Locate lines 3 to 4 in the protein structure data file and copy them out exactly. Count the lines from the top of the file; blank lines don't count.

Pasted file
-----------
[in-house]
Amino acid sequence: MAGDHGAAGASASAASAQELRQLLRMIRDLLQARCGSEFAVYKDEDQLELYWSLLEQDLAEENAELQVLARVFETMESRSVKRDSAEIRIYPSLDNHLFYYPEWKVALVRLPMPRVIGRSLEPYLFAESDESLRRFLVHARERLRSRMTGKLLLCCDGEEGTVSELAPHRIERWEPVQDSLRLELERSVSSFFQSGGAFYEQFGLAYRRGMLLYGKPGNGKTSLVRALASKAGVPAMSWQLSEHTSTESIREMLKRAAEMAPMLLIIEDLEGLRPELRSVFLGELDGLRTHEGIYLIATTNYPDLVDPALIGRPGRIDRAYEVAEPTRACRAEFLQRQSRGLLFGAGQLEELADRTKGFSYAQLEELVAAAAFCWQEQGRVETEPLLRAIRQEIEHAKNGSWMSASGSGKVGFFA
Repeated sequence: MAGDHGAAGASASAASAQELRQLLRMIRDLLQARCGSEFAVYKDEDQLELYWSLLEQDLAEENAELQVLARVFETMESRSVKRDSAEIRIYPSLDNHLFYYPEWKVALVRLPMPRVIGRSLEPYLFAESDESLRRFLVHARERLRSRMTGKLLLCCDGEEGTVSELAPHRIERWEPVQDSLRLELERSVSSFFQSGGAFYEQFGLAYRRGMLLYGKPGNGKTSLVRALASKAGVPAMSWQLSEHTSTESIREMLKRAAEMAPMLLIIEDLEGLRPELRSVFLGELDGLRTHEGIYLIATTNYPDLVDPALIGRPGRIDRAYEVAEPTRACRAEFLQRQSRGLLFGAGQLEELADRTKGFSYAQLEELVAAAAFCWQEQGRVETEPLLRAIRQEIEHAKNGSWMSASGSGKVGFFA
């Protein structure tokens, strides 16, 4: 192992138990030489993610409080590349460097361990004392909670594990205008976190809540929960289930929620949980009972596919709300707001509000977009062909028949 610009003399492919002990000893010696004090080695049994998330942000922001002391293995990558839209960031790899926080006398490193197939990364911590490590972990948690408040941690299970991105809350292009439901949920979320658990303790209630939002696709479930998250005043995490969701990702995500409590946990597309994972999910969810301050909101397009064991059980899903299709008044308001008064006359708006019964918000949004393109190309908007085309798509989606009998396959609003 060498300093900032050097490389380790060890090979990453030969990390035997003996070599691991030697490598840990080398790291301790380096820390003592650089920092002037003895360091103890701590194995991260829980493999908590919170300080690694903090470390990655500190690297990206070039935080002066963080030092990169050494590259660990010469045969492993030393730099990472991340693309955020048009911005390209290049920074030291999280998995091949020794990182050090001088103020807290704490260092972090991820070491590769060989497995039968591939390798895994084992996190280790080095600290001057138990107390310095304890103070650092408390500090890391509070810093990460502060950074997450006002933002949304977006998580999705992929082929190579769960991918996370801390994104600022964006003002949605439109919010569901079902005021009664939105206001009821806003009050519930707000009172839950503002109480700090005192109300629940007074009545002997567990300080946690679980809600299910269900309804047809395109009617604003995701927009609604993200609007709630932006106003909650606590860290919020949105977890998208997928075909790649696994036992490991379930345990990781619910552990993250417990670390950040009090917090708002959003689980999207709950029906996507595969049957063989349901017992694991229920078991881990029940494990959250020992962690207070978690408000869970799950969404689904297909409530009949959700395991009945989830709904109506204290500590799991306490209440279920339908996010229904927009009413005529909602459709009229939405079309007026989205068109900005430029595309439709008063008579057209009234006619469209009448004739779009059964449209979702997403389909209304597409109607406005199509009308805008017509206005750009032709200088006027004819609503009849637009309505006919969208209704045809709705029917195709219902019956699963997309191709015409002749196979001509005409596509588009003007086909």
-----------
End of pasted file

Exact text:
Repeated sequence: MAGDHGAAGASASAASAQELRQLLRMIRDLLQARCGSEFAVYKDEDQLELYWSLLEQDLAEENAELQVLARVFETMESRSVKRDSAEIRIYPSLDNHLFYYPEWKVALVRLPMPRVIGRSLEPYLFAESDESLRRFLVHARERLRSRMTGKLLLCCDGEEGTVSELAPHRIERWEPVQDSLRLELERSVSSFFQSGGAFYEQFGLAYRRGMLLYGKPGNGKTSLVRALASKAGVPAMSWQLSEHTSTESIREMLKRAAEMAPMLLIIEDLEGLRPELRSVFLGELDGLRTHEGIYLIATTNYPDLVDPALIGRPGRIDRAYEVAEPTRACRAEFLQRQSRGLLFGAGQLEELADRTKGFSYAQLEELVAAAAFCWQEQGRVETEPLLRAIRQEIEHAKNGSWMSASGSGKVGFFA
């Protein structure tokens, strides 16, 4: 192992138990030489993610409080590349460097361990004392909670594990205008976190809540929960289930929620949980009972596919709300707001509000977009062909028949 610009003399492919002990000893010696004090080695049994998330942000922001002391293995990558839209960031790899926080006398490193197939990364911590490590972990948690408040941690299970991105809350292009439901949920979320658990303790209630939002696709479930998250005043995490969701990702995500409590946990597309994972999910969810301050909101397009064991059980899903299709008044308001008064006359708006019964918000949004393109190309908007085309798509989606009998396959609003 060498300093900032050097490389380790060890090979990453030969990390035997003996070599691991030697490598840990080398790291301790380096820390003592650089920092002037003895360091103890701590194995991260829980493999908590919170300080690694903090470390990655500190690297990206070039935080002066963080030092990169050494590259660990010469045969492993030393730099990472991340693309955020048009911005390209290049920074030291999280998995091949020794990182050090001088103020807290704490260092972090991820070491590769060989497995039968591939390798895994084992996190280790080095600290001057138990107390310095304890103070650092408390500090890391509070810093990460502060950074997450006002933002949304977006998580999705992929082929190579769960991918996370801390994104600022964006003002949605439109919010569901079902005021009664939105206001009821806003009050519930707000009172839950503002109480700090005192109300629940007074009545002997567990300080946690679980809600299910269900309804047809395109009617604003995701927009609604993200609007709630932006106003909650606590860290919020949105977890998208997928075909790649696994036992490991379930345990990781619910552990993250417990670390950040009090917090708002959003689980999207709950029906996507595969049957063989349901017992694991229920078991881990029940494990959250020992962690207070978690408000869970799950969404689904297909409530009949959700395991009945989830709904109506204290500590799991306490209440279920339908996010229904927009009413005529909602459709009229939405079309007026989205068109900005430029595309439709008063008579057209009234006619469209009448004739779009059964449209979702997403389909209304597409109607406005199509009308805008017509206005750009032709200088006027004819609503009849637009309505006919969208209704045809709705029917195709219902019956699963997309191709015409002749196979001509005409596509588009003007086909």